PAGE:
Twelve years ago, when I lost my mother to cancer, beyond the initial anger and grief I knew I wanted to do something positive and practical as a tribute to her courage and to the courage and commitment of everyone who had supported her at that difficult time.
Doing what I know best, I decided to shoot some portraits of people I had met, some who were living with and battling cancer. In these portraits I wanted to capture the raw emotions associated with diagnosis that I knew, from experience, were so very difficult to articulate in words: the anger, the depression, the isolation, the fear, the reaching out for understanding, to name but a few. While doing so, I also hoped to raise a little money for various cancer charities. What started out as a modest idea has grown exponentially and taken on a life of its own, principally as a result of the extraordinary people I have met and photographed along the way. This project has taken me on a journey I could never have anticipated and, twelve years later, has culminated in a number of portraits. The images document moments in the lives of people and capture their emotions, and in doing so articulate a universal predicament and experience. I cannot sufficiently thank everyone who sat for me and trusted meI hope these portraits justify their trust. Any diagnosis of cancer will always signal an emotional, as well as a medical, battle. As normal life ruptures, a tsunami of emotions threatens to overwhelm not only the person receiving the diagnosis, but also their spouses, their children, their parents, their siblings and their friends. Responses are often surprising, confusing, and contradictory. Some are fleeting, others deep seated and others still capricious, returning to take you by surprise when you hoped you had left them far behind.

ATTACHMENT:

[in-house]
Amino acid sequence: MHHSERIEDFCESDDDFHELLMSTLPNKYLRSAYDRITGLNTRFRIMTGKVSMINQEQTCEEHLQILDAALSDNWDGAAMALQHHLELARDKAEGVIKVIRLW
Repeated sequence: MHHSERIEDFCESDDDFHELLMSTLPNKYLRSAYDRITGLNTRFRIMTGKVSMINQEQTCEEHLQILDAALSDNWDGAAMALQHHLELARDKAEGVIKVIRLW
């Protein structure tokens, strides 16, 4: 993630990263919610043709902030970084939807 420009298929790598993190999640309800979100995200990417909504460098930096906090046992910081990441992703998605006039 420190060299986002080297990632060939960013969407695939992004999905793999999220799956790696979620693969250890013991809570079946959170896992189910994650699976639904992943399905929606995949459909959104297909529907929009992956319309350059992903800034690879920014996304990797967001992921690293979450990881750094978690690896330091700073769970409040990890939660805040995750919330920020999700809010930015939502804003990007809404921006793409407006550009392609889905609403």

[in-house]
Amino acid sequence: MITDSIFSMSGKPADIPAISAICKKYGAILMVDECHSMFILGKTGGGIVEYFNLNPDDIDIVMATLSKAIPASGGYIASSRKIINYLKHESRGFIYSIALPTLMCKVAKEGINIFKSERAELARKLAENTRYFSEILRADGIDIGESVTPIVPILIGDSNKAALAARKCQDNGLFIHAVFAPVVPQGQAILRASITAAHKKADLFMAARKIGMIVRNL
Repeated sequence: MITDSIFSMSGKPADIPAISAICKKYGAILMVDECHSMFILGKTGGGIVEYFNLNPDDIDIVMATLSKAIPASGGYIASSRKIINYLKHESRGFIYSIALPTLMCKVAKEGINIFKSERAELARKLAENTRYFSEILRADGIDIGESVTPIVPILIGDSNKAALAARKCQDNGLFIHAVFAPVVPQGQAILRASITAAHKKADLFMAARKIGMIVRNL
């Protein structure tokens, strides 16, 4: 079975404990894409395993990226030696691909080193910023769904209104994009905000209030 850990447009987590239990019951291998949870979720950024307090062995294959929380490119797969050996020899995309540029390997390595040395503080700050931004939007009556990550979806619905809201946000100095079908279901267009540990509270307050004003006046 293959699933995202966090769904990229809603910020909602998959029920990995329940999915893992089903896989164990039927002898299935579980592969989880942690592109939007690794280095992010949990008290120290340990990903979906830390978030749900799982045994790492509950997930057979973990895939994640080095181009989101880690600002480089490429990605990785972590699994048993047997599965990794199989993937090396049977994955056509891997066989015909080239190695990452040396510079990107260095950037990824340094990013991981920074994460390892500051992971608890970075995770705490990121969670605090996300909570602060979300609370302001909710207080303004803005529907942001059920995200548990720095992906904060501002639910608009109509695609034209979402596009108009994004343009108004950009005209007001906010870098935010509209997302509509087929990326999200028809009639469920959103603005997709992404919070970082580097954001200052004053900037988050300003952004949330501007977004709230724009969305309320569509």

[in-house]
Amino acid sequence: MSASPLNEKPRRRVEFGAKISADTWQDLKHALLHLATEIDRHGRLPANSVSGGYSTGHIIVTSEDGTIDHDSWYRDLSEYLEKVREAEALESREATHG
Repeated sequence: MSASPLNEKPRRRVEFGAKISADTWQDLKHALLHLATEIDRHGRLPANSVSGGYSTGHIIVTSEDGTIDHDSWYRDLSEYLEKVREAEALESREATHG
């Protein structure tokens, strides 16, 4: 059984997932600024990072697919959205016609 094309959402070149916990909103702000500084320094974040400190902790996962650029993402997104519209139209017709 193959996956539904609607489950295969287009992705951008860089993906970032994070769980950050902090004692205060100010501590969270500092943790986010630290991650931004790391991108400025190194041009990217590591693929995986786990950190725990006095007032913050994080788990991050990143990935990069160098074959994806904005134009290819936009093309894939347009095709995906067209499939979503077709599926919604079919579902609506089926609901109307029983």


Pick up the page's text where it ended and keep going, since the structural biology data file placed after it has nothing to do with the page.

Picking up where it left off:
Many of these emotions, impossible to fully articulate in words, are only truly signified through a look or expression. When it comes to conveying their depth and complexity, often a picture genuinely does say more than a thousand words ever could. I hope some of these images talk to you.
All the proceeds from the exhibitions will go to support the work of five designated cancer charities, along with that of the Midland Air Ambulance Service.
Phil Evans Photography